“Yes but you were supposed to confirm first.”

“You should have used grounded theory”
“Yes, and I would have, if you hadn’t told me not to when I proposed it three years ago.”

“I don’t think you should rely on this reference.”
“Then why did you send it to me?”

“You’re supervisor didn’t actually read your proposal, did he?”
“Considering that the answer to his question was in the abstract, I suspect not.”

“Just pick the survey questions that will give you the answers you want.”

Conclusion

In summary, don’t do a PhD unless you’re absolutely certain you want to be an academic or you have some other extremely compelling reason. If you decide to do one anyway, choose a school that graduates students quickly and gets them reasonable positions. Then find the most reasonable, easy-going supervisor you can. Choose an ambitious topic that matters, and go make someone’s life better. Then do your best to ignore all the negative bullshit around you, and keep putting one foot in front of the other until you can stand up at a conference and identify by name real, living, breathing people whose lives are better today than they were yesterday because of you.

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7 Comments

  1. PS says:

    Thank you for the advice “Choose an ambitious topic that matters, and go make someone’s life better,” as knowing all the disappointments that can pop up, (but there are joys in the degree, too) this articulates what will get you through. I remember one professor read the instructions out loud for a 20 page paper to us in class. We all took notes and spent ~20 hours writing the paper but after we turned it in, the professor failed 19 of 20 grad students for not meeting the requirements / understanding the directions. She then made us redo the assignment but handed out a one or two page single spaced dense set of intensely complicated instructions that she admitted she’d forgotten to photocopy and hand out the first time around. In all, we spent 20+ hours working on what I would call “the wrong assignment” all because she wasn’t prepared for class or willing to go back to the office that first fateful night to make photocopies. Then we had to spend another 20+ hours working on the “correct assignment” but covering the same material but underlines and notes written in the margins of the text meaning little or getting unnecessarily confusing.

  2. tetris11 says:

    Right…well…can’t wait.

    How steep is the learning curve? I haven’t started yet, but I’mve listened to some of their conversations and it sounds like complete gibberish. How soon till you pick up the lingo?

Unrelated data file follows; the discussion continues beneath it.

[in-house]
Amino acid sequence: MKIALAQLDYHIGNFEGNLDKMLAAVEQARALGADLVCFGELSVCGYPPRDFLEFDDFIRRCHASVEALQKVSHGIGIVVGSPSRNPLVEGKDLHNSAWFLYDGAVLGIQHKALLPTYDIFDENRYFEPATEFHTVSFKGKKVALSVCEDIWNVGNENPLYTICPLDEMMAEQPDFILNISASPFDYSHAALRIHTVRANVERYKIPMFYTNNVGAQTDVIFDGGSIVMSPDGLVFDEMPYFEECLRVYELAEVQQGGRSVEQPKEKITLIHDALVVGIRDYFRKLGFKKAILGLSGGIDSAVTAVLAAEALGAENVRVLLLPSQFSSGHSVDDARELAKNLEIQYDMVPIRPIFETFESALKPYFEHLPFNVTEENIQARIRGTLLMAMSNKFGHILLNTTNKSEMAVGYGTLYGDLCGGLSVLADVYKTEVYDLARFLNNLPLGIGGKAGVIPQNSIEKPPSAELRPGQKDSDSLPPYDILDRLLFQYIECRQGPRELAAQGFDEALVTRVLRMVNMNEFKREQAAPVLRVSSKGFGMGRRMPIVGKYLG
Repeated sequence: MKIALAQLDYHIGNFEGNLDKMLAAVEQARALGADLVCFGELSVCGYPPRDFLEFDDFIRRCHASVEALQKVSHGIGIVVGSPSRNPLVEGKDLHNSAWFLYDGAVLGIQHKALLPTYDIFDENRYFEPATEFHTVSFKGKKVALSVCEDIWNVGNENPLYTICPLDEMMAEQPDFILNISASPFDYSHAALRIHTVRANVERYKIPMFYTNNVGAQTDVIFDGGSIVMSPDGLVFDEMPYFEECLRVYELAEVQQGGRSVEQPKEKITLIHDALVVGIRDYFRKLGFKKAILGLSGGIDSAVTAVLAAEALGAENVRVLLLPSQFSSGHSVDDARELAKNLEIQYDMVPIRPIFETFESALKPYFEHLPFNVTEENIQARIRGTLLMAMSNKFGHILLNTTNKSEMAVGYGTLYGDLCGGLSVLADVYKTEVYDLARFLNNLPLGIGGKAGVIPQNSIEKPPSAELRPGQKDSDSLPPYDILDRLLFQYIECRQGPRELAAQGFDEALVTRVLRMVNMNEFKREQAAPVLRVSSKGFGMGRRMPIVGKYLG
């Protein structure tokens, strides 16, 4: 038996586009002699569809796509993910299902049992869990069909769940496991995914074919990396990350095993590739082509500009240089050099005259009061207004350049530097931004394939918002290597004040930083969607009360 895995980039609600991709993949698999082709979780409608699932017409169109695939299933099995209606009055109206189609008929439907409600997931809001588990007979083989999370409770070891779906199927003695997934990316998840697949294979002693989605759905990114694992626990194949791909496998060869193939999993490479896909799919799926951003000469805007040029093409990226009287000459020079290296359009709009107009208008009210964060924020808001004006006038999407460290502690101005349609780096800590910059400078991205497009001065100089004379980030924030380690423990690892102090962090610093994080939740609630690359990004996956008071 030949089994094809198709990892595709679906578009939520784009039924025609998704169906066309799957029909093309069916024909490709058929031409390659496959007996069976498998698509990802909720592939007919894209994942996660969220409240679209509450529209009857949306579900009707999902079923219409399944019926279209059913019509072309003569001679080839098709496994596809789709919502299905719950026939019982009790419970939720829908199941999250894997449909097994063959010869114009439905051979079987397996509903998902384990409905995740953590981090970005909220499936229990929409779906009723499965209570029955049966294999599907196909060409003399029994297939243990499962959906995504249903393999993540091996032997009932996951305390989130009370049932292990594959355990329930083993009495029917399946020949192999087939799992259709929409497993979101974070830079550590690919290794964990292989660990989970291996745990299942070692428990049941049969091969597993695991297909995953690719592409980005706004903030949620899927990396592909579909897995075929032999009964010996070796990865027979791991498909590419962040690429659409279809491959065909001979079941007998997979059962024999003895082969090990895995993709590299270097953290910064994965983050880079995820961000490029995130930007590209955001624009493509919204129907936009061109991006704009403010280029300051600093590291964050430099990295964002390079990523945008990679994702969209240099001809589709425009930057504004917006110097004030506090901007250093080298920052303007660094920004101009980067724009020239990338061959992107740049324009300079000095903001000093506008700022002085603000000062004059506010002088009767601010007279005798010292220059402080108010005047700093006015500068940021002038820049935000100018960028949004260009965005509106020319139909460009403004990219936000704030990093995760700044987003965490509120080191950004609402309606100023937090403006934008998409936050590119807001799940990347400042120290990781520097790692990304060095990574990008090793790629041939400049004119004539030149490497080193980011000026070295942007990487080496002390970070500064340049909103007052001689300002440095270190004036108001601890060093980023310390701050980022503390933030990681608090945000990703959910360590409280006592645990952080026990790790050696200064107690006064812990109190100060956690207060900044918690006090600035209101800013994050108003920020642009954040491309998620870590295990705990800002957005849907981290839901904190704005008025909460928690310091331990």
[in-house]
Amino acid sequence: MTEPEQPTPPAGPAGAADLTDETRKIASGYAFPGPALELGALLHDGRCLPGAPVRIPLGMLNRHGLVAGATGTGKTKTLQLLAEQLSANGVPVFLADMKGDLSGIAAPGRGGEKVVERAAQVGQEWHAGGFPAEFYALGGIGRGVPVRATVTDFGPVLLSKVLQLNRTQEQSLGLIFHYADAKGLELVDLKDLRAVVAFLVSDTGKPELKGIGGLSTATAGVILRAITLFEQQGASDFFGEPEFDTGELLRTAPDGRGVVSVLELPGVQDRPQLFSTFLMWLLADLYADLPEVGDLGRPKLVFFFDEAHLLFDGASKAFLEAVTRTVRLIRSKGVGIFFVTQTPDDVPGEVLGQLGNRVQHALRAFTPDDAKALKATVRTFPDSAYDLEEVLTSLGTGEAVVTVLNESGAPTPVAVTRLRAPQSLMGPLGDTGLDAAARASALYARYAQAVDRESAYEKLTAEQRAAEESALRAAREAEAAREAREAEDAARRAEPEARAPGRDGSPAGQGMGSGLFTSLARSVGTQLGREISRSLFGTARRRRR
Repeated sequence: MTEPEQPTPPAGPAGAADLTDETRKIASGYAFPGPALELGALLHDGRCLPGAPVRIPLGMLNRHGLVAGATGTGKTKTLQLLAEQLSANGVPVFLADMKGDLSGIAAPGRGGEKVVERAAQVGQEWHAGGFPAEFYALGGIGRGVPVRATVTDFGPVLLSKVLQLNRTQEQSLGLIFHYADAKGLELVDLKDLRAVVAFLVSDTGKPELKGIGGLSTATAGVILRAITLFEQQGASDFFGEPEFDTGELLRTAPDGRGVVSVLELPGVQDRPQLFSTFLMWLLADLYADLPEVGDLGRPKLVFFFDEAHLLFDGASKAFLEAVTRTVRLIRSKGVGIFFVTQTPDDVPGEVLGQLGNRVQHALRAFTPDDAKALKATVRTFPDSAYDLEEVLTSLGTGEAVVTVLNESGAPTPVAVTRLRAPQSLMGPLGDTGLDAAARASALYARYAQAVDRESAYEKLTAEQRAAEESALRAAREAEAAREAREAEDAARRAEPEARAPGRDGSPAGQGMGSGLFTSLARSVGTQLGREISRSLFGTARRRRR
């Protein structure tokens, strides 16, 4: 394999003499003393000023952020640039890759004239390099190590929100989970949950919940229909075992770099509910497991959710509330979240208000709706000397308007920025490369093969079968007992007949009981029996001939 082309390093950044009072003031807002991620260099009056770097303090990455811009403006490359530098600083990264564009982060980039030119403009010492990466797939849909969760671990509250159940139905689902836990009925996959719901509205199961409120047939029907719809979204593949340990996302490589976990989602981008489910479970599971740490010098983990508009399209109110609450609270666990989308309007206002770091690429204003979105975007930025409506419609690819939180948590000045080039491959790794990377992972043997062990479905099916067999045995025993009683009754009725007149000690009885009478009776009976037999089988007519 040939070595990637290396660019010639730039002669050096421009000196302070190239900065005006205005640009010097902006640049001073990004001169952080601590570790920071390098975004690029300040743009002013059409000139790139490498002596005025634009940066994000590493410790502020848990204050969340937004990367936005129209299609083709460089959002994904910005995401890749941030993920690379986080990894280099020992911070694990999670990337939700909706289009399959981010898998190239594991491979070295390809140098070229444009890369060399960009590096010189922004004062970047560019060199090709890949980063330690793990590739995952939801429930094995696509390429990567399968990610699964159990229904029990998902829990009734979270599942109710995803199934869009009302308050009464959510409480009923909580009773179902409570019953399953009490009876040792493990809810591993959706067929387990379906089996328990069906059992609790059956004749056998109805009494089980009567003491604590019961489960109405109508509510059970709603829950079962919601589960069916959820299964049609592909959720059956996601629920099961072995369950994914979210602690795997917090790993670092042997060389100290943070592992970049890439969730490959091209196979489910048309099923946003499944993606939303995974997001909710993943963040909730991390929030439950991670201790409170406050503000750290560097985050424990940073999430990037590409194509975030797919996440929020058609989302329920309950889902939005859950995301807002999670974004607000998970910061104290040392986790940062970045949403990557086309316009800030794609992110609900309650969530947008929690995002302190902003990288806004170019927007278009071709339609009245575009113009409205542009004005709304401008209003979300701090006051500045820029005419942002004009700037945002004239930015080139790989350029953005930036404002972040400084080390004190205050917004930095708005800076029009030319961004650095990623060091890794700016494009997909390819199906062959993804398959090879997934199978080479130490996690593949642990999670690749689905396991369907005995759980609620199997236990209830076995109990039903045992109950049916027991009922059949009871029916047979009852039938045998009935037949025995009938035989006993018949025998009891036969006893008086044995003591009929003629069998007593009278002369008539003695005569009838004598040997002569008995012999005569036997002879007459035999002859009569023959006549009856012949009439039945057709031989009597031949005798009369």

3. Dr L. says:

    Became Dr today. This is all true. Believe it.

  4. carl anthony seales II says:

    Great review of some of the shit I went through!

  5. asdf says:

    “In some countries, like the UK, this is still accurate”.

    I am coming to the end of PhD in pure mathematics that was largely completed in France, and I have many, many friends in other parts of europe in similar positions. The US is the *only* country I know of where PhD’s routinely take long than 3-4 years due to the fact that the funding runs out.

    Having said that I don’t have much experience with the arts or indeed, any other hard science so it might be area related.

  6. asdf says:

    Oh, two more things:

    “Three is a myth”

    One of my supervisors apparently had a finished thesis, ready to hand in two years and one week after he started. This was in Paris. He is now a full professor at 34. I imagine that as well as being very clever and hard-working he was also very lucky, but it still happaned.

    My other supervisor (also hard working, clever, and lucky) solved his PhD problem in the first few months thinking it was a warm-up problem. This was at Harvard.

    Second thing: I completely agree with everything else written here. Very good advice. In relation to 5 I personally like the analogy between PhD’s and marathons. You don’t finish by being a good sprinter, you finish but not stopping.

  7. Bob the Chef says:

    This is crap. Most academics are not the smartest people in the world. In fact, I would place more emphasis on the “moron” bit. The absolute affront to common sense that is published by the most prolific writers is astounding. Furthermore, the point of academia is not primarily to make someone else’s life better, although it should not be detrimental, of course, to anyone. It is truth for its own sake. Now, I know modern thinking today is largely pragmatic, and “truth for its own sake” leads to laughter at meetings with one’s adviser. Publish or perish, doesn’t matter what’s in it, as long as your ref count is high and your Erdos number is small, and whatever other bland and petty ego-stroking crap these subhumans engage in. This is a sad state of affairs. Mode2science expresses is perhaps the epitome of this academic decadence, the reduction of knowledge to that which is useful regardless of its truthfulness, the reduction of academia to a mutual admiration society for the inept and sheltered. Read Newman’s treatise on the university. It is a place that should be and was, to one degree or another, an environment existing for the intellectual development of its members, and thus to strengthen individual autonomy in searching and knowing the truth. Academics thus are those who live for the truth, no matter the costs to career, and in many cases are those who shape a new generation of students in their intellectual abilities. An academic is someone who must see more, not less, but unfortunately, graduate school has revealed that this is usually far from the case. Worldly and inferior goods, petty goods, are valued far above the ultimate raison d’etre of the university and academic life. Truth is good for me, and for others.